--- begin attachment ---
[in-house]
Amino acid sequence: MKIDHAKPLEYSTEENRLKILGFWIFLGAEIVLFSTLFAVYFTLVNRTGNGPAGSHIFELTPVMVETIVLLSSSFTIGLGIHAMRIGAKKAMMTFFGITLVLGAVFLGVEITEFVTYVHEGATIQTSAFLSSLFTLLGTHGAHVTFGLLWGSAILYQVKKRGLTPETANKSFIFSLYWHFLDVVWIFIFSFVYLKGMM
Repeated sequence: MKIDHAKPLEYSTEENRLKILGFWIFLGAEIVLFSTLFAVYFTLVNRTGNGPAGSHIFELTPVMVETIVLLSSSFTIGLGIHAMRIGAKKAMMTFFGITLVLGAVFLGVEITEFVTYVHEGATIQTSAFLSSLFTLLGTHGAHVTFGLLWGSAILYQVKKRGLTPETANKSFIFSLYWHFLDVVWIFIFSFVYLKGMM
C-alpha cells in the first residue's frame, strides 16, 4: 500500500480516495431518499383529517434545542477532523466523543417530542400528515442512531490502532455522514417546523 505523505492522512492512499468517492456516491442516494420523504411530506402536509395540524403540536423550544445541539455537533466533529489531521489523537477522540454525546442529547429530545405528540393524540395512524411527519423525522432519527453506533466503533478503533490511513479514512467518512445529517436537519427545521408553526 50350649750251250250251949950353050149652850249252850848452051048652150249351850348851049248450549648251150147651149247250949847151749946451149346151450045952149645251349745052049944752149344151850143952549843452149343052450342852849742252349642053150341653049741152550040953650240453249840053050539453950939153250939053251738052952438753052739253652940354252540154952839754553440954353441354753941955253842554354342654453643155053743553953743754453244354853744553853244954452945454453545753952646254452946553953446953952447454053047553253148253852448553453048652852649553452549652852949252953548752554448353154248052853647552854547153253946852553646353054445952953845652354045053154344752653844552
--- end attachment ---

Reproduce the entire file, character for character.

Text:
[in-house]
Amino acid sequence: MKIDHAKPLEYSTEENRLKILGFWIFLGAEIVLFSTLFAVYFTLVNRTGNGPAGSHIFELTPVMVETIVLLSSSFTIGLGIHAMRIGAKKAMMTFFGITLVLGAVFLGVEITEFVTYVHEGATIQTSAFLSSLFTLLGTHGAHVTFGLLWGSAILYQVKKRGLTPETANKSFIFSLYWHFLDVVWIFIFSFVYLKGMM
Repeated sequence: MKIDHAKPLEYSTEENRLKILGFWIFLGAEIVLFSTLFAVYFTLVNRTGNGPAGSHIFELTPVMVETIVLLSSSFTIGLGIHAMRIGAKKAMMTFFGITLVLGAVFLGVEITEFVTYVHEGATIQTSAFLSSLFTLLGTHGAHVTFGLLWGSAILYQVKKRGLTPETANKSFIFSLYWHFLDVVWIFIFSFVYLKGMM
C-alpha cells in the first residue's frame, strides 16, 4: 500500500480516495431518499383529517434545542477532523466523543417530542400528515442512531490502532455522514417546523 505523505492522512492512499468517492456516491442516494420523504411530506402536509395540524403540536423550544445541539455537533466533529489531521489523537477522540454525546442529547429530545405528540393524540395512524411527519423525522432519527453506533466503533478503533490511513479514512467518512445529517436537519427545521408553526 50350649750251250250251949950353050149652850249252850848452051048652150249351850348851049248450549648251150147651149247250949847151749946451149346151450045952149645251349745052049944752149344151850143952549843452149343052450342852849742252349642053150341653049741152550040953650240453249840053050539453950939153250939053251738052952438753052739253652940354252540154952839754553440954353441354753941955253842554354342654453643155053743553953743754453244354853744553853244954452945454453545753952646254452946553953446953952447454053047553253148253852448553453048652852649553452549652852949252953548752554448353154248052853647552854547153253946852553646353054445952953845652354045053154344752653844552